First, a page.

January 18, 2021

Weather News – Road Conditions – weather forecast

TROPICAL WEATHER OUTLOOK FORECAST SYNOPSIS…ISSUED NOV. 19, 2020…8:00 P.M. EST

5 min read


Disclaimer:  This site is not affiliated with the National Hurricane Center, Hurricane Hunters, Storm Prediction Center, or National Weather Service.  ALL forecasts herein are the result of my analysis, and I am solely responsible for the content.  As ALWAYS, follow the National Hurricane Center, National Weather Service, and your local Emergency Management officials for emergency decisions.  In addition, this is strictly a FORECAST OFFICE.  I CANNOT make decisions regarding travel plans, etc.  My purpose, is to provide you the information, based solely on information I analyze, and the accuracy of the information at hand of the time of analysis, so you may make informed decisions.
(T. F. “Storm” Walsh)

For those who have donated to my site, your help has been greatly appreciated.  If you not aware, donations to my site help pay for subscriptions to sites I use, which provide all the models and information used in my forecasts.  Without these sites, I’m pretty much left in the dark.  The F5 Data maps I post as well, is another out of pocket expense (monthly subscription).  Updates to software (weather related), are also out of pocket to me.  To donate, please click the DONATE button to the right.  Any help you provide is immensely appreciated!  Without your help, I may not be able to continue paying the monthly subscription charges for access to all of the best information I use in my forecasts.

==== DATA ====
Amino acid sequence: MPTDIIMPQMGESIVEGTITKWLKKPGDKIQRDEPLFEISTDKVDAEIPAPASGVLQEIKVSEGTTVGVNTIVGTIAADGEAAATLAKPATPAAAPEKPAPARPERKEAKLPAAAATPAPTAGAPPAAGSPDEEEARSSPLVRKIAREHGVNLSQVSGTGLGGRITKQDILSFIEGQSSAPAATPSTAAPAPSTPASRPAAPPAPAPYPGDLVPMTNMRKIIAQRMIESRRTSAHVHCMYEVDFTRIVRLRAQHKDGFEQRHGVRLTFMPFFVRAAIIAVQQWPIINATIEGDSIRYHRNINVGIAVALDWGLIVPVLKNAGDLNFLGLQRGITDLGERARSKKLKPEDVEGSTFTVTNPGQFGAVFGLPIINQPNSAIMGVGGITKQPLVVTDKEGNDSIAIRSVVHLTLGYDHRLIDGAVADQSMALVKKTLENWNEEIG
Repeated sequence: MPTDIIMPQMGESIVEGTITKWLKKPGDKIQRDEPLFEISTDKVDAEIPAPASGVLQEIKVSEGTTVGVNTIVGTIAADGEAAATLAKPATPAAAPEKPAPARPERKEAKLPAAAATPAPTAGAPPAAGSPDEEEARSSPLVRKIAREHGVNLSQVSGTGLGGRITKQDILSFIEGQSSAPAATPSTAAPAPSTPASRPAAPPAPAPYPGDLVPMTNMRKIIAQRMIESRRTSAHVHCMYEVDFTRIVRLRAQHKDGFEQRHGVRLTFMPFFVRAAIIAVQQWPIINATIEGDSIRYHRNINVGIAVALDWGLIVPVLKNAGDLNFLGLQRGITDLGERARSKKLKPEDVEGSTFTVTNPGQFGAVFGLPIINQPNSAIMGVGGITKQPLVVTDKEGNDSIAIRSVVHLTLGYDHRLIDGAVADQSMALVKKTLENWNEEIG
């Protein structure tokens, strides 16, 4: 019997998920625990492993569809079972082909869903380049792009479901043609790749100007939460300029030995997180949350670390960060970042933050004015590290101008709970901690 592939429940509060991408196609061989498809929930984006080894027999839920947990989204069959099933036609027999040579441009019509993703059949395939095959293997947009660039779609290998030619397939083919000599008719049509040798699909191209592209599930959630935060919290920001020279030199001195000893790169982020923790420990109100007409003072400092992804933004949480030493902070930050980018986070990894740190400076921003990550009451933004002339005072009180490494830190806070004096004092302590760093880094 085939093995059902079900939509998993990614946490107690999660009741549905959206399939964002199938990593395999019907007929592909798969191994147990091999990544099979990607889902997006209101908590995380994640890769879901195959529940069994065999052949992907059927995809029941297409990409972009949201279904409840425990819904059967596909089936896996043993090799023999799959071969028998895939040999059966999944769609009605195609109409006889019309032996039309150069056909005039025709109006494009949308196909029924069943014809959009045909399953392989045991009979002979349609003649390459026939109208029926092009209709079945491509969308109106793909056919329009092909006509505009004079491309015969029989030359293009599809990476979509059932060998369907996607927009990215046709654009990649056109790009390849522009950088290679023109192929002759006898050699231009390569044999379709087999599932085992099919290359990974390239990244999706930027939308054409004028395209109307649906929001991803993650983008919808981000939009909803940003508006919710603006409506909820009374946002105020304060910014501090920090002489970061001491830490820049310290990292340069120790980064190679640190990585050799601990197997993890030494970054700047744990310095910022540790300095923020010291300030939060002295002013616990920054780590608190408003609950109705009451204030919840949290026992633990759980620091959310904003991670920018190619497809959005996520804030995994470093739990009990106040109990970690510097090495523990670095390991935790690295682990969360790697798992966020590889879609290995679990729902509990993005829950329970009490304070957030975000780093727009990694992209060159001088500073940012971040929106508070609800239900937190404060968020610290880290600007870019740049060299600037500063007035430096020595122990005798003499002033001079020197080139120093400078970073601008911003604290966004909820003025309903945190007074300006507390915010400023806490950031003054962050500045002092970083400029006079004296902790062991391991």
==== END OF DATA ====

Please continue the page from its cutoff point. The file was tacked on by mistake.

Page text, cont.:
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Greetings to everyone!
Please be aware, even though I do not post every night, rest assured I am continuously monitoring the tropics.  I will be taking Sundays off (family time), unless we have active systems that may be posing a threat, or development of new systems (i.e. INVESTS).

The following are the storm names for the 2020 hurricane season.  The names in bold red have already formed this season:
Arthur Bertha  Cristobal  Dolly  Edouard  Fay  Gonzalo  Hanna  Isaias Josephine Kyle Laura Marco Nana  Omar  Paulette  Rene  Sally  Teddy
Vicky Wilfred

We are now into the Greek alphabet as far as storm names.  The following names in bold red have been used so far: